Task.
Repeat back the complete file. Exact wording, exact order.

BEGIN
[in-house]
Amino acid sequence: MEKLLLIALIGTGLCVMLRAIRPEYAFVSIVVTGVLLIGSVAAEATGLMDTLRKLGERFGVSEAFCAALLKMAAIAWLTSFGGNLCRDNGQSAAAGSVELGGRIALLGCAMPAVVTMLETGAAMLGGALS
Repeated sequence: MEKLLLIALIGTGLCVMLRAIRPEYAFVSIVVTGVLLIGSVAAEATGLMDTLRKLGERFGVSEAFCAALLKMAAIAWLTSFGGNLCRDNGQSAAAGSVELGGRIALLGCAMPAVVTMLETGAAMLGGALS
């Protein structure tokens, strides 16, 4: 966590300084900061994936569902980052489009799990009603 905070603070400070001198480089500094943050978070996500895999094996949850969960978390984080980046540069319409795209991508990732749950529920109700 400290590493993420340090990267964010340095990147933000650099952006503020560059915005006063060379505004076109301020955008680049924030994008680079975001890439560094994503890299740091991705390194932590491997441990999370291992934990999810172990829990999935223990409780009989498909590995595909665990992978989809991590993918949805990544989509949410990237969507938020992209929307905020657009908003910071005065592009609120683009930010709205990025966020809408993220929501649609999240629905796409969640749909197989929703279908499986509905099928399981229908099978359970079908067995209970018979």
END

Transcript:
[in-house]
Amino acid sequence: MEKLLLIALIGTGLCVMLRAIRPEYAFVSIVVTGVLLIGSVAAEATGLMDTLRKLGERFGVSEAFCAALLKMAAIAWLTSFGGNLCRDNGQSAAAGSVELGGRIALLGCAMPAVVTMLETGAAMLGGALS
Repeated sequence: MEKLLLIALIGTGLCVMLRAIRPEYAFVSIVVTGVLLIGSVAAEATGLMDTLRKLGERFGVSEAFCAALLKMAAIAWLTSFGGNLCRDNGQSAAAGSVELGGRIALLGCAMPAVVTMLETGAAMLGGALS
């Protein structure tokens, strides 16, 4: 966590300084900061994936569902980052489009799990009603 905070603070400070001198480089500094943050978070996500895999094996949850969960978390984080980046540069319409795209991508990732749950529920109700 400290590493993420340090990267964010340095990147933000650099952006503020560059915005006063060379505004076109301020955008680049924030994008680079975001890439560094994503890299740091991705390194932590491997441990999370291992934990999810172990829990999935223990409780009989498909590995595909665990992978989809991590993918949805990544989509949410990237969507938020992209929307905020657009908003910071005065592009609120683009930010709205990025966020809408993220929501649609999240629905796409969640749909197989929703279908499986509905099928399981229908099978359970079908067995209970018979």